6. Sex Appeal. Working in the entertainment industry opens doors, and even more so when the the company is the biggest of its kind. Working at the company, allowed me to easily initiate and build relationships with giant players across social platforms, publishers, vendors, and management companies that would have been much more difficult as an independent consultant. The people I met during this time have become some of my closest friend, allies and resources. These relationships have been such a huge value to both me and my clients -- so Thank You!

5. Resources. I have been privileged throughout my career to have worked with many companies who have been early to invest in social. Having enough resources to be able to build systems and tools to scale social the way I always knew it could and should be done was a dream come true. I was able to invest in technology to everything from developing simple tools that allowed for 100 plus marketers to build quick, turnaround promotions to launching cutting edge apps and building a robust unified digital dashboard. The experience and knowledge of how to get this done from INSIDE a large corporation has put me in a very unique position to consult the biggest brands in the world on Social Business. For example, I know social must graduate beyond the purview of the marketing department to reach the full vision of Social Business. (Read my Forbes article on the subject here). For this insight, I will forever be thankful.

4. Volume, volume, volume. One thing Live Nation has in spades is volume. While this creates a very big challenge for execution, it is an incubator for developing expertise. Volume means more opportunity to try, test, fail, learn and try again. As a proponent of the fail fast methodology, I now recommend high-volume execution as a means to hone in on perfection. It really is *the formula for success.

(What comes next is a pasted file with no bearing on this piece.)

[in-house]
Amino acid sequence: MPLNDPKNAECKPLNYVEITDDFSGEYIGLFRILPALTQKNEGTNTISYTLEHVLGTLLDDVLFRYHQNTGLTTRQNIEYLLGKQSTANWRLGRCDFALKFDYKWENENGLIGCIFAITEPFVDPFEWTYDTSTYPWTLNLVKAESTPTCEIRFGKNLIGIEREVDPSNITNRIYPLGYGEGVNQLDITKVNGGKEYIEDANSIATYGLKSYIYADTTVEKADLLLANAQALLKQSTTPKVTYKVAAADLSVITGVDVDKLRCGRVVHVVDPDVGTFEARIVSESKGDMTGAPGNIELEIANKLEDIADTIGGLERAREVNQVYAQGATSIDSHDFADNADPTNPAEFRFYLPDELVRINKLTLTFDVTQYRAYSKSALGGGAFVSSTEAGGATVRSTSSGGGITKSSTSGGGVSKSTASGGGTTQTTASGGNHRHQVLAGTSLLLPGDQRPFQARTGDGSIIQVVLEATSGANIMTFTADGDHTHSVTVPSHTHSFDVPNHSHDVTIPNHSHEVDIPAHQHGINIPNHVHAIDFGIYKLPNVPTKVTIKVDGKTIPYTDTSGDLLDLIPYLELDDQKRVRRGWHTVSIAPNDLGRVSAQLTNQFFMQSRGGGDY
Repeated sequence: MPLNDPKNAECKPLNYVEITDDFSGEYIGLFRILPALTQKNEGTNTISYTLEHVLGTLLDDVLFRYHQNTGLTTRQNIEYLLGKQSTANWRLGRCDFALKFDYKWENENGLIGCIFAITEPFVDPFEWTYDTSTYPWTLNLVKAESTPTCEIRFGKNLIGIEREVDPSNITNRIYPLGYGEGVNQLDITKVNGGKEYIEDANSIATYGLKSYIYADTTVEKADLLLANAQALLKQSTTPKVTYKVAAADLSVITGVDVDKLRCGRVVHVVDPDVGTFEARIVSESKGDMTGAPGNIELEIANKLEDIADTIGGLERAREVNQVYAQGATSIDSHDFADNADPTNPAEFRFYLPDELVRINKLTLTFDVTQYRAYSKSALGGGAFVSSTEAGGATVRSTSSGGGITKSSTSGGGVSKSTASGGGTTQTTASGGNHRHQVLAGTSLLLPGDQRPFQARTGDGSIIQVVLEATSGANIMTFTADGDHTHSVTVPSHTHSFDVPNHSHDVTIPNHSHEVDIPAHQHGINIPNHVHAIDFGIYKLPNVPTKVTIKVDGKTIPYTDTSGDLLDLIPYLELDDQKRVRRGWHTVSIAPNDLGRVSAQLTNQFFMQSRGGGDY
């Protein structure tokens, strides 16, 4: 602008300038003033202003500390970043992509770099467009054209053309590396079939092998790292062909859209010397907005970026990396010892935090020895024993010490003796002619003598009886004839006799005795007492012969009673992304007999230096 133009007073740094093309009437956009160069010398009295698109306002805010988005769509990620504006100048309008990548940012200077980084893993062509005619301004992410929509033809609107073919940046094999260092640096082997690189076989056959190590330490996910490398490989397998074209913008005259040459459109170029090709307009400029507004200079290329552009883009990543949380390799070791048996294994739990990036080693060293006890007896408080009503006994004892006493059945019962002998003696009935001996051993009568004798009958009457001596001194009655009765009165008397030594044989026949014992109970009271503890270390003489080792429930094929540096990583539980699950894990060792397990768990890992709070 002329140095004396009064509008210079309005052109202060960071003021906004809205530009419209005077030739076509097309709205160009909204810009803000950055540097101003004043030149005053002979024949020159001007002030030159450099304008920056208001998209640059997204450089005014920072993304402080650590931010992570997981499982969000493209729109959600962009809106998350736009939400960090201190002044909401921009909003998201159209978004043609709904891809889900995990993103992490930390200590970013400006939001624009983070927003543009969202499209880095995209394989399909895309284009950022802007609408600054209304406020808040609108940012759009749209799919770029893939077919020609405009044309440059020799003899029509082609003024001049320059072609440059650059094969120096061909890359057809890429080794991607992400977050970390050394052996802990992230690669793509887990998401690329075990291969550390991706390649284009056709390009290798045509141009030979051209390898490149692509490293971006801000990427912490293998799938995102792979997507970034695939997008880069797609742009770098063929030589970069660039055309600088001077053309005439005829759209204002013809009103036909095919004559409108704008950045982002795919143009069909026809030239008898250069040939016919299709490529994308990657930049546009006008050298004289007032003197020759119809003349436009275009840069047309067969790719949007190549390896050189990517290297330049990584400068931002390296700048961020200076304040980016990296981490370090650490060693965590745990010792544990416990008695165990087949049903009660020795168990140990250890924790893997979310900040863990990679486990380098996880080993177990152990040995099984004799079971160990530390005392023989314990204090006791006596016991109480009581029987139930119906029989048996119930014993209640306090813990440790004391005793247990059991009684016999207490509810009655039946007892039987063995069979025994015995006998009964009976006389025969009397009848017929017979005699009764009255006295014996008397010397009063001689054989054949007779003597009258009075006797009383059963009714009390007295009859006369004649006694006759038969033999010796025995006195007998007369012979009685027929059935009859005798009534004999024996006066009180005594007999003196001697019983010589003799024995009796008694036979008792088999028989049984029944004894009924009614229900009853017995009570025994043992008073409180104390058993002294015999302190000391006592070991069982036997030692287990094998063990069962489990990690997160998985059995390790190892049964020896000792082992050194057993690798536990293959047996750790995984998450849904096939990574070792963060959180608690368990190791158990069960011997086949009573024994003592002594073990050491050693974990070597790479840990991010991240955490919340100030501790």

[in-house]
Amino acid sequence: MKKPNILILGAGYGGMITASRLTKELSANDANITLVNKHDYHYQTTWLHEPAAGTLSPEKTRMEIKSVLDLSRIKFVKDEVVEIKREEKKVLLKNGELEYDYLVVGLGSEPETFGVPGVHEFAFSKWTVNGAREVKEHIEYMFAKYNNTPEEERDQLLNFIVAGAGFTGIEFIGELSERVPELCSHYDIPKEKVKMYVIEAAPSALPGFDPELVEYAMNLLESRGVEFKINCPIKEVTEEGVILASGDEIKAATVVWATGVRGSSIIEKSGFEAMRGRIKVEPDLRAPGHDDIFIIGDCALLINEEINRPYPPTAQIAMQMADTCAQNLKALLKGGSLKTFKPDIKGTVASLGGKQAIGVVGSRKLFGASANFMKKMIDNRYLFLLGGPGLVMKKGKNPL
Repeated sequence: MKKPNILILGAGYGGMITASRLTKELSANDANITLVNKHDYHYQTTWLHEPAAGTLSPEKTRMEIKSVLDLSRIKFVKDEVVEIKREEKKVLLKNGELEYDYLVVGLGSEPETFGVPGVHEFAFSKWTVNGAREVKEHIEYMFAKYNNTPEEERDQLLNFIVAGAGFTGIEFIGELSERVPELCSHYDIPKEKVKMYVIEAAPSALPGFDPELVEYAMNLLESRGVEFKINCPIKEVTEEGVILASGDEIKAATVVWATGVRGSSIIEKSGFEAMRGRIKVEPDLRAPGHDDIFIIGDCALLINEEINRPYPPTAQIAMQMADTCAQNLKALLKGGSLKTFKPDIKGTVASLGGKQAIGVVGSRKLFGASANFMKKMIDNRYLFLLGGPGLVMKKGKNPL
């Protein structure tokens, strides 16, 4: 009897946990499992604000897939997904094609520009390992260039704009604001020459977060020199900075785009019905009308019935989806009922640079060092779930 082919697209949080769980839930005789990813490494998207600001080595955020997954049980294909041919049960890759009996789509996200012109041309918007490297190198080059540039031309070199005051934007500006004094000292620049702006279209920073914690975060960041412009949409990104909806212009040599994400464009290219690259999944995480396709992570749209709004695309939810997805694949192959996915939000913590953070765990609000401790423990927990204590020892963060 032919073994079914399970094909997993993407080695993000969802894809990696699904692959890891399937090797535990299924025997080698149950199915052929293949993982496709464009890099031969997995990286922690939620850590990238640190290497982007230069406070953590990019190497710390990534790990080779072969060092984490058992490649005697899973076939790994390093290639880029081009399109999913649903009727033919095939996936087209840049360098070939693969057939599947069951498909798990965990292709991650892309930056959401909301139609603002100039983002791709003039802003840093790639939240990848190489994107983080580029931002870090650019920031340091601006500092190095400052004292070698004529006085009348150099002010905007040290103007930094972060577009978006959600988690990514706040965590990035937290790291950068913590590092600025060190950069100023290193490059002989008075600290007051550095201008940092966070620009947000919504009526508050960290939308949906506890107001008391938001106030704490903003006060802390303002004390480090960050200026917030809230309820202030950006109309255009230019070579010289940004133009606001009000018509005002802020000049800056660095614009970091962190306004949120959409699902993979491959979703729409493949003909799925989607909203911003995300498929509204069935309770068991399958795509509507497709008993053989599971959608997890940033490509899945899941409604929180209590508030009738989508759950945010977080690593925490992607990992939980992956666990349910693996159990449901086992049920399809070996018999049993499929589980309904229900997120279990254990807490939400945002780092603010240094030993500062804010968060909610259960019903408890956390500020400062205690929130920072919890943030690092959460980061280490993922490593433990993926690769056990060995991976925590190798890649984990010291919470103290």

3. History. Many people don’t know the history of the company, but I always found it fascinating. Live Nation is a business created from many, many successful local businesses. This means there are many strong leaders in places like Los Angeles, San Francisco, New York, Canada, and New England, just to name a few. When I began developing an agenda for a  weekly call with the local teams of people who have been brought up by the concert greats like Bill Graham, Ron Delsner, Rick Franks, and one of my all time favorites, Don Law, the insights were invaluable. Talk about music history. Those wanting to get into the music business -- forget college, get a little time in with any of these guys and you will learn the lessons of a lifetime.

2. Variety. The parent company Live Nation Entertainment has a little bit of everything -- ticketing, promoters, venues, VIP packages, merchandise, sponsorship and artist management. While building social across the business, I was able to understand how each of these businesses work independently and together. I was able to both learn and teach how to apply social to a vast array of different use cases from how to integrate a sponsor into a product launch to how to build a social team for a b2b business like Ticketmaster. It is rare to be able to work with such a large variety of businesses inside one company, and for that experience to have come during such a lucrative time for the development of Social Business -- it was an opportunity of one in a million.

1. Data. The volume of fans that go to concerts creates a ton of data. As any smart digital professional would do, I measured everything. Being able to measure and gain insights against so many efforts, across so many platforms, with so many people is the way to develop best practices. And since understanding the correlation between data and social levers, is the number one way I have been so successful in my career to date, this is the number one thing for which I am grateful.

In the end, I have identified a clear path to execute the full vision of a social business within a large organization -- a path that every company must go down and every startup must carve out. 

I also discovered we are all still at the very beginning of the possibilities.

There is opportunity to create dynamic, social experiences that bridge online and offline events, content that invites ongoing exploration, and engagements that light people up both mentally and emotionally.  This is the next stage of engage and I can't wait for the ride. And now, I am confident I am up for whatever it may bring ;)

By Gretchen Fox, Social Architect at grtchnfx